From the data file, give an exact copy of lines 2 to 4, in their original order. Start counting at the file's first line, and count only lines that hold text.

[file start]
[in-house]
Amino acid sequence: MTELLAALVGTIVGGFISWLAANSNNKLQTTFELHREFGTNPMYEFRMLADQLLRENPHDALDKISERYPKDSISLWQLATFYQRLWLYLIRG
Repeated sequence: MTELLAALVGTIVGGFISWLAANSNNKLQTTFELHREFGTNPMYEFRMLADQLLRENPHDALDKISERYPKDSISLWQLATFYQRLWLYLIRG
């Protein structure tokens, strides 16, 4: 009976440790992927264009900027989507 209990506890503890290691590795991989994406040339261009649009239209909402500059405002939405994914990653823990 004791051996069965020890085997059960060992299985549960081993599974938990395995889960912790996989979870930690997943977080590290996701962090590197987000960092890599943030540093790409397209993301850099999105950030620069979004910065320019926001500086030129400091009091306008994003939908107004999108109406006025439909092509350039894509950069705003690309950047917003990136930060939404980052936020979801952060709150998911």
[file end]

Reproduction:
Amino acid sequence: MTELLAALVGTIVGGFISWLAANSNNKLQTTFELHREFGTNPMYEFRMLADQLLRENPHDALDKISERYPKDSISLWQLATFYQRLWLYLIRG
Repeated sequence: MTELLAALVGTIVGGFISWLAANSNNKLQTTFELHREFGTNPMYEFRMLADQLLRENPHDALDKISERYPKDSISLWQLATFYQRLWLYLIRG
């Protein structure tokens, strides 16, 4: 009976440790992927264009900027989507 209990506890503890290691590795991989994406040339261009649009239209909402500059405002939405994914990653823990 004791051996069965020890085997059960060992299985549960081993599974938990395995889960912790996989979870930690997943977080590290996701962090590197987000960092890599943030540093790409397209993301850099999105950030620069979004910065320019926001500086030129400091009091306008994003939908107004999108109406006025439909092509350039894509950069705003690309950047917003990136930060939404980052936020979801952060709150998911």